The closest comparable API for JavaScript is the cookie API (though calling document.cookie an API is incredibly generous). Cookies are also name-value pairs, albeit with some additional metadata, which uses files as storage and must be synchronized across browser windows and tabs. I was surprised that Chris didn’t compare localStorage to cookies since the API was clearly meant to move us from storing client-only data in cookies to storing it in localStorage. It’s no accident that the localStorage API looks a lot like various cookie APIs.

When I created a benchmark3 to test localStorage against cookies for reading and writing, the results were quite interesting. Internet Explorer, Chrome, and Safari (including iOS), reading cookies was slower than reading from  localStorage and writing to cookies was much slower than writing to localStorage. Firefox and Opera exhibit the same performance characteristics on writes as the others (with cookies being slower), but reading from a cookie is faster. So in many cases across browsers, localStorage is actually a performance improvement over using cookies with JavaScript.


The reason localStorage is popular is partly due to its simplicity. That simplicity is by design and was first designed and implemented by browser vendors, which is why it seems strange that a browser vendor would now lead the charge against an API it had a hand in creating. Yes, humans create browsers and humans can make mistakes, but I don’t think the design of localStorage is a mistake.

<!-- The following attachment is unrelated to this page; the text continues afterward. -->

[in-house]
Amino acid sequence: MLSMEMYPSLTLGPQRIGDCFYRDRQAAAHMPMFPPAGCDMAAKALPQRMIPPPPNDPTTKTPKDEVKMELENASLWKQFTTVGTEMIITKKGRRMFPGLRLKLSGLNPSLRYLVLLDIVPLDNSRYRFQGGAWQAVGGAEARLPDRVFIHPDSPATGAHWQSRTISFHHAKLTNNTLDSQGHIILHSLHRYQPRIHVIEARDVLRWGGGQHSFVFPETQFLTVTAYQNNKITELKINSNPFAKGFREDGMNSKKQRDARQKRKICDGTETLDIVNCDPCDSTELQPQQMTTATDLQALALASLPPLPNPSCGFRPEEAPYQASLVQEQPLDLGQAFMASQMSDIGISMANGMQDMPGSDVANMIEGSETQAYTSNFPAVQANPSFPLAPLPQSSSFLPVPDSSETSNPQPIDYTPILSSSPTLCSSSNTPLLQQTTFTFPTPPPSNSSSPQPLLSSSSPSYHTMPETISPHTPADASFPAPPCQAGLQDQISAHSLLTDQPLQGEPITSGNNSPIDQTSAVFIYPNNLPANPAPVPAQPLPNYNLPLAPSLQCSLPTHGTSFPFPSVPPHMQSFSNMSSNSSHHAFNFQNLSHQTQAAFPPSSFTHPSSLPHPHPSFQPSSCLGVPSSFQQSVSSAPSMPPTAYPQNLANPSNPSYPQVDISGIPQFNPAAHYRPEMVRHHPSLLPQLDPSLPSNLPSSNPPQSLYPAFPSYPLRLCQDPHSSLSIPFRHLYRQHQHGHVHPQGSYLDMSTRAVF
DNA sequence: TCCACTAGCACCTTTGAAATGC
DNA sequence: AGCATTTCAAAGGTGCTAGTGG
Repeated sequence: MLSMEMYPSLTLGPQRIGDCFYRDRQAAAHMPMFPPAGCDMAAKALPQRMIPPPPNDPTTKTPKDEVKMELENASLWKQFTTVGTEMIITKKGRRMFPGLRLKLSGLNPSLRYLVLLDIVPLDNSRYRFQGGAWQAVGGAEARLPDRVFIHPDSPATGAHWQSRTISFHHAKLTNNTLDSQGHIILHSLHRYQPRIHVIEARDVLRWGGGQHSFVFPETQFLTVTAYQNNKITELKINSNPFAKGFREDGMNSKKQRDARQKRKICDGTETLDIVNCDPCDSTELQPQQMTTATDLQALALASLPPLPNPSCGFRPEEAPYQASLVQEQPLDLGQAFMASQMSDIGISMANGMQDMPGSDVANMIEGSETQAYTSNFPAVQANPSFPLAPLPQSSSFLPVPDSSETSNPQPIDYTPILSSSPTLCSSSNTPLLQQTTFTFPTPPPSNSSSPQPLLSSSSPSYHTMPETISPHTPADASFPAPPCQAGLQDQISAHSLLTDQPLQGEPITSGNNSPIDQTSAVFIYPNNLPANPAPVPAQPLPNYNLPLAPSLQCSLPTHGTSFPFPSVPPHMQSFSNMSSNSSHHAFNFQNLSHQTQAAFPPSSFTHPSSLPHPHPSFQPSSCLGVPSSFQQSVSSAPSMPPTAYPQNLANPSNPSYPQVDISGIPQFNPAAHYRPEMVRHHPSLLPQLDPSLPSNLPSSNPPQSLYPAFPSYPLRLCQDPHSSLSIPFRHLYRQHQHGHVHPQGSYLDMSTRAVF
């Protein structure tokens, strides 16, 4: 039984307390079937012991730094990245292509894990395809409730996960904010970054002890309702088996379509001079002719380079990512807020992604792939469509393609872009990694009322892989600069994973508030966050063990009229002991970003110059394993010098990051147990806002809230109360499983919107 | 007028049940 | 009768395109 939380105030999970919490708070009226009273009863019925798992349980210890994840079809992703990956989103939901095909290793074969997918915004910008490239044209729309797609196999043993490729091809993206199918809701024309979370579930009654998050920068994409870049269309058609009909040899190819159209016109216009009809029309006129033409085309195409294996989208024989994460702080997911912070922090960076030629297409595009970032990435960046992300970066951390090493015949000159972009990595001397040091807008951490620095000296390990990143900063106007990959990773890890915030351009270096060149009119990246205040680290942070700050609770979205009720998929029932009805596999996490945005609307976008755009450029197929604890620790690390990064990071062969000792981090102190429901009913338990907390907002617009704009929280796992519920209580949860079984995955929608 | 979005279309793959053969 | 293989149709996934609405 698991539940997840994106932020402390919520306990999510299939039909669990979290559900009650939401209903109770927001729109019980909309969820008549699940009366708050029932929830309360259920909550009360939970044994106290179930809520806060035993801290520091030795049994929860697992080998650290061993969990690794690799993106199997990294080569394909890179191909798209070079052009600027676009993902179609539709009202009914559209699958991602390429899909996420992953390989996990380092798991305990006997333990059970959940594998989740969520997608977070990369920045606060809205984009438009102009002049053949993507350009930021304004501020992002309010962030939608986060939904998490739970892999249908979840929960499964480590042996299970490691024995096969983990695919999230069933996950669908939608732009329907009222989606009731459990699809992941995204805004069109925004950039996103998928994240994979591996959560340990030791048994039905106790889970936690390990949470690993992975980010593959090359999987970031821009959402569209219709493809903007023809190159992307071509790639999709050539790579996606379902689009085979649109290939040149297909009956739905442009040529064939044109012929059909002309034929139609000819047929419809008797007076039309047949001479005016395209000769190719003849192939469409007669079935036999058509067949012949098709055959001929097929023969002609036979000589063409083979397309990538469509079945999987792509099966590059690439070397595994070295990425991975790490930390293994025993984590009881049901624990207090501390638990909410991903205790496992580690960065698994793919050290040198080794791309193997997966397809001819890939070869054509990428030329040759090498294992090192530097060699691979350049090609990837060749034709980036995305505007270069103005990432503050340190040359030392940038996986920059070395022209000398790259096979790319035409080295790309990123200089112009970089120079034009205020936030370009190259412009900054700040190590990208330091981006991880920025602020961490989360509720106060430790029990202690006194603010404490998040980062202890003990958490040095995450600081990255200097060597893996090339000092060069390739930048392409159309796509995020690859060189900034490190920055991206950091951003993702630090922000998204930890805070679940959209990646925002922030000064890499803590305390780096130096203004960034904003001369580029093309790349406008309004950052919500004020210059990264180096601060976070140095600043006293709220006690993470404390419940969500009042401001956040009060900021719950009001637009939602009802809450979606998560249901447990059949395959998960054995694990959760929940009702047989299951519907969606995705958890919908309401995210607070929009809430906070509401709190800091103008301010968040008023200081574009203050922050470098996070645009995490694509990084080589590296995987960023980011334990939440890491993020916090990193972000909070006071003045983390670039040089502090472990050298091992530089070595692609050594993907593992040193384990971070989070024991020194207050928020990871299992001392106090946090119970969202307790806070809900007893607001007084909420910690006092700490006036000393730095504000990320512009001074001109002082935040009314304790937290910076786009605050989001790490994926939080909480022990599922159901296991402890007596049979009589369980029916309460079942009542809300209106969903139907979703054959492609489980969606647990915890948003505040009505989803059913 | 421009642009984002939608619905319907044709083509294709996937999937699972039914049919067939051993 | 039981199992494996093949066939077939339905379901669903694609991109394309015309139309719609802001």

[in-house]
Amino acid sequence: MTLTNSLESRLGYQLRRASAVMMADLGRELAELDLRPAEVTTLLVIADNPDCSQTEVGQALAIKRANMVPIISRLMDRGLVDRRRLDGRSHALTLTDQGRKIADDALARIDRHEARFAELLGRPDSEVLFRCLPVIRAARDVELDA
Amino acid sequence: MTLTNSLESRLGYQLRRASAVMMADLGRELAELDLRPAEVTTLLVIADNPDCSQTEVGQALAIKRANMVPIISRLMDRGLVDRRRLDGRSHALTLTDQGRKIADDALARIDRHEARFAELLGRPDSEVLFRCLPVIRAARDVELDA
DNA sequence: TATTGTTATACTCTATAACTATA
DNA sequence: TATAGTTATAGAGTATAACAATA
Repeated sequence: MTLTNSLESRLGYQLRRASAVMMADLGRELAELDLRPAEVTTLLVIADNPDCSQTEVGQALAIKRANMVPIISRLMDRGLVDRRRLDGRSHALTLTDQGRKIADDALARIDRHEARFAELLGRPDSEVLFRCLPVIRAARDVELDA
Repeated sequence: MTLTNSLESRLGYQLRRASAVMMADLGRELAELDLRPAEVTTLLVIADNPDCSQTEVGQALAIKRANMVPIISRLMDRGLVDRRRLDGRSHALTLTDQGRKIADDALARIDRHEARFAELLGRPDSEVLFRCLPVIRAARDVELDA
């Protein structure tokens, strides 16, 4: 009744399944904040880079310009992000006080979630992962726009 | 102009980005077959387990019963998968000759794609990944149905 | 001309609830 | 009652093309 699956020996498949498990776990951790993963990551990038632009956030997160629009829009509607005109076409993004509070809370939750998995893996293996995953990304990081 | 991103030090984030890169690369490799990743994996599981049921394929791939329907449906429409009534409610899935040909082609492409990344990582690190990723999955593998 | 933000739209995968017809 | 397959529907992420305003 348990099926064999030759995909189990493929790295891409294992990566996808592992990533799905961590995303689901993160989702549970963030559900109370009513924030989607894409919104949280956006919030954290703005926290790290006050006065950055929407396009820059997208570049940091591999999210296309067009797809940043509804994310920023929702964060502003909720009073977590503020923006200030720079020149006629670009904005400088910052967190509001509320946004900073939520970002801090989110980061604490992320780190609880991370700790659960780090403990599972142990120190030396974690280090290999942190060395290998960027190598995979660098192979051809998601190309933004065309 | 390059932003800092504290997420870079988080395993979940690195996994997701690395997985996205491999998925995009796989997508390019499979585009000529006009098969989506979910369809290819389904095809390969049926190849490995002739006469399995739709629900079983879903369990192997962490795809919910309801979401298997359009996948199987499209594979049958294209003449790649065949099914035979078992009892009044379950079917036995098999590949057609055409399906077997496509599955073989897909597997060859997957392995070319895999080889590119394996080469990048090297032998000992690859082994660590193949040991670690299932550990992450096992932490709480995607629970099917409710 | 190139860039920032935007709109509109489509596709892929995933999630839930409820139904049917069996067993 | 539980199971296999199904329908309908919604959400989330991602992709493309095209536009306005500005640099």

As I was reading over Chris’ plea to look for alternatives, my engineer brain kept repeating to myself, “this is an implementation issue, not an interface issue”. Firefox is choosing to preload the localStorage data to improve read performance later, but that’s an implementation issue. Likewise, the need to read and write synchronously is an implementation issue – many forget that Internet Explorer 8′s implementation of localStorage actually wrote asynchronously. That an implementation-specific detail. Why not make all writes happen asynchronously and just keep a copy of the data in memory so it can always be read correctly regardless of the write state?

I’m not saying that this is necessarily an easy problem to solve; what I am saying is that the API design works well for developers, and for that reason it’s worth looking at the implementation details to figure out if there’s an efficient way to hide the warts of the system from web developers.

The proposed alternative, IndexedDB, is perhaps one of the worst API designs I’ve ever seen. To read and write a single piece of data requires way too many lines of code, ensuring that the API won’t be used by most developers until someone comes up with a library to abstract away the horribleness. I understand the rationale behind providing such a low-level, asynchronous API (I was even part of the discussions held at Mozilla around web databases), but this absolutely stinks of browser developers creating an API that’s easy to implement rather than creating an API that’s easy to consume. This is the opposite of how good APIs are made. IndexedDB will never be a replacement for localStorage, it’s just too complicated for most uses.

Non-blocking localStorage